Sunflower headclipping weevil, Haplorhynchites aeneus

Order: Coleoptera
Family: Attelabidae


Adults of sunflower headclipping weevil measure about 8.5 mm (1/3 inch) in length and are shiny, black, and slightly hairy. Like all weevil species, adults have a snout-like protrusion that extends from their head and contains antennae and mouthparts. Larvae of the sunflower headclipping weevil are yellow or cream colored, C-shaped, and have a brown head capsule.

Quick Facts

  • The sunflower headclipping weevil is a species of beetle that is widespread in eastern Colorado. It is occasionally a pest of gardens and cultivated sunflower crops. Feeding injuries include clipped sunflower heads that hang from the stem. Injuries are typically limited to field edges and do not require management.
  • Adults are small, black beetles that have a long snout protruding from their head. The snout contains the mouthparts and antennae and is on other weevil species. Larvae are yellow or cream colored and can be found developing in the fallen heads of sunflowers.
  • Chemical management of sunflower stem weevil is not usually necessary. When applying pesticides, it is recommended that it be applied to the back of sunflower heads.
Adult sunflower headclipping weevil

Adult sunflower headclipping weevil. Note the shiny black body and elongated snout protruding from the head. Image credit: Whitney Cranshaw, Colorado State University,

Adult sunflower headclipping weevil on flower

Adult sunflower headclipping weevil on a flower. Image credit: Whitney Cranshaw, Colorado State University,

Sunflower head injured

Sunflower head injured by sunflower headclipping weevil. Image credit: Whitney Cranshaw, Colorado State University,

Life history and habits

In October, mature larvae burrow in the soil to overwinter. After pupating the following spring, adults emerge in early summer and can be observed on young buds and emerging flowers by July. Adults feed on pollen and make cuts on the stem underneath the head of the flower, causing it to droop noticeably Adults are most likely to be observed on the cut flower head since they are generally active in the summer months while the sunflowers are in the reproductive stage.

After mating, females cut the stem below a developing flower and lay eggs at the base. Newly emerged larvae feed on flowers, pollen, and decaying tissues. Often, the severed flower head will fall to the ground and larvae will continue developing in the fallen head until overwintering in the soil. This species produces one generation each year and is usually associated with the common sunflower (Helianthus anuus) but will occasionally attack other related plants.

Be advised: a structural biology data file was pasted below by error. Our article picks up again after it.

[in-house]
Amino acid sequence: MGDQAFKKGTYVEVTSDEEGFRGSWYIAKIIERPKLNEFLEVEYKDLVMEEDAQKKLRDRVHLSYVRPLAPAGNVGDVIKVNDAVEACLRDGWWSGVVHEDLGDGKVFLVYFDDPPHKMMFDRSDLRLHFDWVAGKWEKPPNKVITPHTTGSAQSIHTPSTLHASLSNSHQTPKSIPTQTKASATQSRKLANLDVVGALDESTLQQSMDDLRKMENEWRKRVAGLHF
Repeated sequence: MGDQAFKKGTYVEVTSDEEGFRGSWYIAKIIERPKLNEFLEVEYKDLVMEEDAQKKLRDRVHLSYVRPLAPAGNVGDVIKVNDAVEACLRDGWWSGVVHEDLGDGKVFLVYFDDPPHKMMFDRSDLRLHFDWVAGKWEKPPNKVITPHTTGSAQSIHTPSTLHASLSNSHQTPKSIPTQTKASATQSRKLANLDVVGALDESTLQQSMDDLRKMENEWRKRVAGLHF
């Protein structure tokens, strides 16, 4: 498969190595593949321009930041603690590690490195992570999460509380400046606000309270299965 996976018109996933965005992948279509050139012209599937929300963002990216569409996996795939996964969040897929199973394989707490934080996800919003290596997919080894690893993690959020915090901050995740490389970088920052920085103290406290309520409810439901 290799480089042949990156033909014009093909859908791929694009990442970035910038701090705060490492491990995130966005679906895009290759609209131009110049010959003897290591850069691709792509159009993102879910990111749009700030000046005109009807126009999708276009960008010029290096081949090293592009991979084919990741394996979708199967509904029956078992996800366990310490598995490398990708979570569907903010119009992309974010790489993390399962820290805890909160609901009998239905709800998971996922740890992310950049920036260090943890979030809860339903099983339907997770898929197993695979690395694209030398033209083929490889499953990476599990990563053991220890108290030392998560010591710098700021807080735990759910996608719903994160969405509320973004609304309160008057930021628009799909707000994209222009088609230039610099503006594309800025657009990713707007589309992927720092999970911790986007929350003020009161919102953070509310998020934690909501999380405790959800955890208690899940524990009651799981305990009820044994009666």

Feeding injuries include girdling of flower peduncles and leaf petioles, resulting in partially severed flower heads. In agricultural fields, sunflower headclipping weevil typically only affects a small portion of plants within border rows. Feeding injuries are generally aesthetic, especially in home gardens, and typically do not require management.


To monitor sunflower headclipping weevil, fields can be scouted for sunflowers that have clipped heads. In some states such as Kansas, management is recommended when weevils are observed on sunflowers and over 10% of the heads within a field are clipped.


Sunflower headclipping weevils are considered a minor pest of commercially grown sunflowers and can be difficult to manage in smaller home gardens. Injury in Colorado is usually limited to field edges and treatment is not typically necessary. In situations where treatment is necessary, the insecticide should be applied to the back of the flower heads rather than the front.


Colorado State University. (n.d.). Sunflower Headclipping Weevil. Colorado State University – Extension. Available

Davis, H. 2020. Managing Insect Pests of Texas Sunflowers. Texas A&M – Extension. Available

Michaud, P. 2013.
Sunflower Insects. Kansas State University – Department of Entomology. Available,leaves%20hanging%20on%20the%20plant.

Varenhorst, A. 2021.
Headclipping Weevils in Sunflower. South Dakota State University – Extension. Available